have kids… but I don’t believe in marriage for myself or living
together. So we live apart. We’re sort of dating and so I always miss
him. And every morning I can’t wait to talk to him on the phone. He
shot the cover of my book.

NE: So do you plan on staying in that stage of just living separately?
Alkon: Well, it doesn’t feel like a stage. ‘Stage’ sounds so bad. It
sounds like you’re on your way to juvey hall or something. We’re just
happy. I don’t see any reason to do anything differently.
Personally, I think relationships end because people get bored with
each other. We’re not bored with each other. I never thought I’d be
with someone this long, because I get bored easily. But he’s smart and
interesting and he’s very sweet.

NE: So do you guys have any plans for Valentine’s Day?
Alkon: I hate Valentine’s Day. It’s so stupid. No, in fact I forgot it
was Valentine’s. I find it our national day of insincerity. People who
are horrible to each other all year ‘round will spend money on, I
don’t know, chocolate crap for each other, or some night in some
hotel.
But my boyfriend is sweet to me all the time. He’s romantic. We danced
in my doorway the other day. That’s our life all week. People who let
their relationships go and take them for granted, they’re the ones who
need Valentine’s Day. I think people should make every day Valentine’s
Day -- if that doesn’t sound too sappy.

NE: You’re coming up for the National Writers Series. Are you excited
about returning to your vacation area?
Alkon: Actually, the coolest thing is the Northern Express was the
second paper to pick me up and I’ve been in your paper for like, a
really long time, and I know people there and I like people in
Northern Michigan.
Hagerty used to be my classic car insurance company. They’re really
nice. I mean, I’m just happy to come up there, and also happy for this
cause. Plus, I’m really excited because up there, they have been
writing to me for years and years and years; and I wanna meet some of
them. It’s just a thrill.

NE: What kinds of questions do you get on a regular basis?
Alkon: Insane! Totally insane! This guy—I haven’t done the column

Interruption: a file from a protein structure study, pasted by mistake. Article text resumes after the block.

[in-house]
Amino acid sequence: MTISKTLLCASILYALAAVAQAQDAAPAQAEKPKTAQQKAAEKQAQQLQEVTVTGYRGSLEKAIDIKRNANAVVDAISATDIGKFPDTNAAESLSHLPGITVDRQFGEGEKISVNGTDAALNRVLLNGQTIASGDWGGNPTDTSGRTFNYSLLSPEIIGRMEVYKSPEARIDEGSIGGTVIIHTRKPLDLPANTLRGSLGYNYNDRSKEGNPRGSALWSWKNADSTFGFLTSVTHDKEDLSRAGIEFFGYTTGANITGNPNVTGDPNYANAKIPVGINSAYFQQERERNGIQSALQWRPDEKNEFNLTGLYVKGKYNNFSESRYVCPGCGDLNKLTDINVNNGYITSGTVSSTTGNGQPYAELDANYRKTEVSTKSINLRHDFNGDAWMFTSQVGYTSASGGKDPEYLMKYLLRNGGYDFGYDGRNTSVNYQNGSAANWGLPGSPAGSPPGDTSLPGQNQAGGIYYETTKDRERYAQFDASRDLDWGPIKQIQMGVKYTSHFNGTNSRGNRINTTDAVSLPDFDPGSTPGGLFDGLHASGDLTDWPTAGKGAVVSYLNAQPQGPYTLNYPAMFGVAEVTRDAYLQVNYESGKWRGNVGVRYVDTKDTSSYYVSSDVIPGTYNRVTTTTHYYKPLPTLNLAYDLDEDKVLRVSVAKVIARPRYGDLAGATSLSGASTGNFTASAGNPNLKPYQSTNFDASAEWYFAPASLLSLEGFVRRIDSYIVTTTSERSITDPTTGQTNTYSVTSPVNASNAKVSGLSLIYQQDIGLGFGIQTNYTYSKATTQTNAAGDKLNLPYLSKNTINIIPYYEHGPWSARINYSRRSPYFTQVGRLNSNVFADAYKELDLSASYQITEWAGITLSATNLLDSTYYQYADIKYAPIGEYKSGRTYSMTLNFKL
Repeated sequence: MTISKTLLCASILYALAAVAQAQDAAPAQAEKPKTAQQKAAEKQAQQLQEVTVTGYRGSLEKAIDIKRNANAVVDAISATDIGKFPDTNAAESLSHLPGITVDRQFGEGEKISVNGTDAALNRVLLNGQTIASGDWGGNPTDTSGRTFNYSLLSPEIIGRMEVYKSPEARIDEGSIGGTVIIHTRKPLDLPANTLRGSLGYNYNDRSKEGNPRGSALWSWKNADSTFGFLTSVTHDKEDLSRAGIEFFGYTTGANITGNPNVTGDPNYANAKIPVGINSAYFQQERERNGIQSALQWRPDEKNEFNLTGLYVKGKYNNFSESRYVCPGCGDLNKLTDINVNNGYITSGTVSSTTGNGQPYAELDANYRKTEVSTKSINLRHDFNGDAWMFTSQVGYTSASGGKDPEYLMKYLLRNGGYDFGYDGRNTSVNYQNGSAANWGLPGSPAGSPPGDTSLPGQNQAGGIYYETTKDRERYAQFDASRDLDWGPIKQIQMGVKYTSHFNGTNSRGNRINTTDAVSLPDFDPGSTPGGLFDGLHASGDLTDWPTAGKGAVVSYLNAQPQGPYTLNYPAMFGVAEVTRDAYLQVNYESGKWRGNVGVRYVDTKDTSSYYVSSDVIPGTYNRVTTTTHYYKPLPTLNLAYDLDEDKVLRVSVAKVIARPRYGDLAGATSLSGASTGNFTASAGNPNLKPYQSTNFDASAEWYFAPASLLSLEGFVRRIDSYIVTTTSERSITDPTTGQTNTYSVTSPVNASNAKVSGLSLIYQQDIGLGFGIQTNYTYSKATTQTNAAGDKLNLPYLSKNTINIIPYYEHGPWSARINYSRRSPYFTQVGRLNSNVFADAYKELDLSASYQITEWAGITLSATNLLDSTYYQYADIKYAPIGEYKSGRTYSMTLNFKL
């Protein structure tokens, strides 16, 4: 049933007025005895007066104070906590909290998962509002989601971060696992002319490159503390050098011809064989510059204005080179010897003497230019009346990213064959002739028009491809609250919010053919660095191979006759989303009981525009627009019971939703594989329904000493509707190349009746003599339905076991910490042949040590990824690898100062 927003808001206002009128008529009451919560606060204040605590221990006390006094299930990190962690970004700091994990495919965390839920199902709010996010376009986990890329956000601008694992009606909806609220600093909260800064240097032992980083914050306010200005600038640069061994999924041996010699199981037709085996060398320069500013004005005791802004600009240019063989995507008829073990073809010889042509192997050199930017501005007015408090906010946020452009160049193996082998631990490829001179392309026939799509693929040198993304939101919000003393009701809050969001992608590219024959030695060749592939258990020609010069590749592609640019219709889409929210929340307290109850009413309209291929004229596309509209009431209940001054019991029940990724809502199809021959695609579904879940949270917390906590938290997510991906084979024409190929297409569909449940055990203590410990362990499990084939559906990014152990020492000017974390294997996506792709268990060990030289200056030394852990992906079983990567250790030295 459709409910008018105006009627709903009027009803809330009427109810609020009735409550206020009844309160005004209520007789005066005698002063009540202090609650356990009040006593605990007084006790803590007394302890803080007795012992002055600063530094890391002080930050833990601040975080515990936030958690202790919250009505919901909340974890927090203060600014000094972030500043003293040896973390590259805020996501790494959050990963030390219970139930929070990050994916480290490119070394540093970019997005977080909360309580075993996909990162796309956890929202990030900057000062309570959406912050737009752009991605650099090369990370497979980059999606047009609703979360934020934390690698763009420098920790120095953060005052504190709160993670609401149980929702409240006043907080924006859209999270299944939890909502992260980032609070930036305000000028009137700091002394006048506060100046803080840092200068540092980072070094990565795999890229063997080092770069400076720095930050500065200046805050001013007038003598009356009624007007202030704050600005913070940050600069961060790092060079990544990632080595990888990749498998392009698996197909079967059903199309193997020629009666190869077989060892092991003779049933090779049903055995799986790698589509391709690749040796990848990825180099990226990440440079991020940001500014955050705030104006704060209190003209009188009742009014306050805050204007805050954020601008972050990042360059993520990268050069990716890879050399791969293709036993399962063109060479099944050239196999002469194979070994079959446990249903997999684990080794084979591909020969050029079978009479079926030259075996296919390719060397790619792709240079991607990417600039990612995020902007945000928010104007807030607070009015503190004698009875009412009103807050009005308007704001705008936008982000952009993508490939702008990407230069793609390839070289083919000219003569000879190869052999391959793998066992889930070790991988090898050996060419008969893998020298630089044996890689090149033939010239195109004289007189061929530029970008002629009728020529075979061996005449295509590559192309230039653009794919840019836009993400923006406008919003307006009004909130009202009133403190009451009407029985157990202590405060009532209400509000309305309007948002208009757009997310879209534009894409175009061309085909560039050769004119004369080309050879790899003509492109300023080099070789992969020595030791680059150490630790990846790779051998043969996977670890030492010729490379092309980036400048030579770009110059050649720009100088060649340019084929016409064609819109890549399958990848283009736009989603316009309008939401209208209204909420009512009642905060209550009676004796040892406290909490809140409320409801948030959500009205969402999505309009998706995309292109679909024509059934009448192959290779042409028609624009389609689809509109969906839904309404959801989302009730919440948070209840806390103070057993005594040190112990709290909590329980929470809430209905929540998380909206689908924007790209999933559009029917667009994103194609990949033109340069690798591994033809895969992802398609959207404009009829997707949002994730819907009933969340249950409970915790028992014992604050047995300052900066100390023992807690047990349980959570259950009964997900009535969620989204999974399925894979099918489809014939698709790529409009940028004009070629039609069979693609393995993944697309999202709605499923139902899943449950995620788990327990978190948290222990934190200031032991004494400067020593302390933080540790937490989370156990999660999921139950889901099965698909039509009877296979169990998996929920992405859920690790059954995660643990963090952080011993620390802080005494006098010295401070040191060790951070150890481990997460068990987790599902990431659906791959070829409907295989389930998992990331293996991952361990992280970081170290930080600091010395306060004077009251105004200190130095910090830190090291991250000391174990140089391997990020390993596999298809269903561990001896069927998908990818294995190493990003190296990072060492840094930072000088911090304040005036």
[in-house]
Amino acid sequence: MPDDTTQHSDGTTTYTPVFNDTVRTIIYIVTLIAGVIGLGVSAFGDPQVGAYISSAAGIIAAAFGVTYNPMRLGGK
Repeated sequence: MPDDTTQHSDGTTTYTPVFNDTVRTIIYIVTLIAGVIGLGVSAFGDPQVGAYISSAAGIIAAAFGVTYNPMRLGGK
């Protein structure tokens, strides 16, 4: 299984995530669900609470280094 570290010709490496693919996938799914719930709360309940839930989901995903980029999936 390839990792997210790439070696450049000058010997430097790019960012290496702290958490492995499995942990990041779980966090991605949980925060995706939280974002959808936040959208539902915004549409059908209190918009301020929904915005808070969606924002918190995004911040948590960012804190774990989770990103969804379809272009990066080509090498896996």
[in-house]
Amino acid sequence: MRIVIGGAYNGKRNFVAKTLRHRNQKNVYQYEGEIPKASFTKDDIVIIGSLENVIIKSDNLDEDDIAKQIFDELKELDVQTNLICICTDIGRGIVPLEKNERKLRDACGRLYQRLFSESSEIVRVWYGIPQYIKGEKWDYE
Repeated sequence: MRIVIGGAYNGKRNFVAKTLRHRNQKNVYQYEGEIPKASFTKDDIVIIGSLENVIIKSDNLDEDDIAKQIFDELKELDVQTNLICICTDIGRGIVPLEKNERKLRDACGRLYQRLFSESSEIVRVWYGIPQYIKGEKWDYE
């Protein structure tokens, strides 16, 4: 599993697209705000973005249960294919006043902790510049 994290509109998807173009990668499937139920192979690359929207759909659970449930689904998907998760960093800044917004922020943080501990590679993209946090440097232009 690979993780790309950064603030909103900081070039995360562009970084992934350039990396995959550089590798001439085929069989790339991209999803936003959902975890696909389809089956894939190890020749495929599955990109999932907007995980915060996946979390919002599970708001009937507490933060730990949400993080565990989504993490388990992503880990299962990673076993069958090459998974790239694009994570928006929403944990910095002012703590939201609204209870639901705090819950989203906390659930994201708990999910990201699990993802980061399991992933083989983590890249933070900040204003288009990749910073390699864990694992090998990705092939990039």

yet—but his girlfriend wrote me because he has a fetish –well it’s not
really a fetish, but a perihelia – but he likes to see her in wet blue
jeans and she wants to break up with him; and her sister says she
should. It’s like, okay, it’s not like he’s binding you and hanging
you from the chandelier. But, is getting in the bathtub with a pair of
blue jeans a really sick and horrible thing for you? She really likes
the guy, this is nuts. It might be a little weird. But many people are
weird.

NE: Is there anything else you’d like to add about your book?
Alkon: At the root of manners is empathy. It’s caring about other
people – knowing that other people exist, and not inflicting yourself
on others.

The National Writers Series hosts Amy Alkon at the City Opera House,
in Traverse City, on February 11. Alkon will discuss her book “I See
Rude People,” along with her experience writing as a nationally
syndicated advice columnist. The event features complimentary Indiancurries and food from Wellington Street Market, chocolates, music,silent auction and free tarot card reading. Doors open at 6 p.m., withthe event starting at 7 p.m. Afterglow reception to follow, along withpersonal book signing with Alkon. Tickets, $20 at the door, $15 forseniors, $10 for students, with discounts available for advancetickets. Visit CityOperaHouse.org or TreatTickets.com. Moreinformation on the National Writers Series available at
NationalWritersSeries.org.